A growing interest in early California led Chuck Mauch to Samuel Hyde Harris, who opened a commercial studio in 1914 and became a sought-after designer of advertising posters for Western railway companies. Harris was also a serious easel painter who produced upwards of 3,000 oil paintings before his death in 1977. • Highly collected now, Harris might not have secured his reputation were it not for the extraordinary conservation efforts of Maurine St. Gaudens. Following the death of Harris’s widow Marion Dodge, the state of California appointed St. Gaudens as the appraiser and then administrator of the estate. More than 900 original oil paintings were entrusted to Maurine; many were discovered in outdoor sheds, nearly wrecked with mildew. Important commercial work had been stashed under a chicken coop and was caked in waste. “If Harris hadn’t been professionally trained, an artist who used gesso and varnish and the correct media to prevent flaking, his paintings never would have survived the mess,” Maurine says. In 2007, she curated the exhibit “Who Was Sam? The Art of Sam Hyde Harris (1889– 1977)” at the Pasadena Museum of History. ing posters for the Southern Pacific and Santa Fe railroad lines hang on walls, windows, and ceiling—is a tribute to the commercial work.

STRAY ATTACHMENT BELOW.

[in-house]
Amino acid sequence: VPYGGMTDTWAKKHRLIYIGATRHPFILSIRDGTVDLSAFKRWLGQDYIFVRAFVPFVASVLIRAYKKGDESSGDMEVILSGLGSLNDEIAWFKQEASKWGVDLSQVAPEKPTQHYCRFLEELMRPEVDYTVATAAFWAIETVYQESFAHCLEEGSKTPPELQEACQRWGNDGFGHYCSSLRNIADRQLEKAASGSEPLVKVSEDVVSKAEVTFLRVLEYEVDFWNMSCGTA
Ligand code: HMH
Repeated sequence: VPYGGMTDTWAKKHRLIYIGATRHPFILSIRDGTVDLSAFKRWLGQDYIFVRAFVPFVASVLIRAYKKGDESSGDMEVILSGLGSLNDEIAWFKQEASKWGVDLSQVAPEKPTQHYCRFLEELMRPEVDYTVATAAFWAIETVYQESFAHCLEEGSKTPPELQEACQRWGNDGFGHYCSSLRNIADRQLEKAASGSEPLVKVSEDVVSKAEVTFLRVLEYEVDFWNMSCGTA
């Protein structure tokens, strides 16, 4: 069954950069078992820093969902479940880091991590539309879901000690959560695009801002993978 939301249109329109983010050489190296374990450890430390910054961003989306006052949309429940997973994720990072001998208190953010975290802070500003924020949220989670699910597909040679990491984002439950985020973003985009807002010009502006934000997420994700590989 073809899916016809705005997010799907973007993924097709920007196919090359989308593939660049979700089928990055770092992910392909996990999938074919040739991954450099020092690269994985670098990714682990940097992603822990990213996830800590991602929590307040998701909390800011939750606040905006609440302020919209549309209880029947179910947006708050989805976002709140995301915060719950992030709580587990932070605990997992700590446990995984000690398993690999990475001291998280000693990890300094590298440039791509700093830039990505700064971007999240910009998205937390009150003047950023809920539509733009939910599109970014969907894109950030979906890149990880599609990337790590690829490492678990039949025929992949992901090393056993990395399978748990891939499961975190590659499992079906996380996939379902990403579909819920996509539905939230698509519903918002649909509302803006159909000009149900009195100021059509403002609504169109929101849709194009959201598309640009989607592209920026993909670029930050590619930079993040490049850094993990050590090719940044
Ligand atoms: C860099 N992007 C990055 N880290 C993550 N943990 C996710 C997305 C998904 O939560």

Filled to the brim and quirky, Chuck’s house tells stories. Rooms manifest his love of California and the Arts & Crafts movement; his knowledge is deep and his appreciation wide. Ask him about his philosophy on collecting, and he’ll light up with enthusiasm: “Get as much as you can!”
TOP: Among his collection of Sam Hyde Harris art, Chuck Mauch’s favorites are train- related commercial color lithographs, most dating to the 1920s and ’ 30s. The Train Room showcases advertising work Harris did for the Atchison, Topeka, and Santa Fe...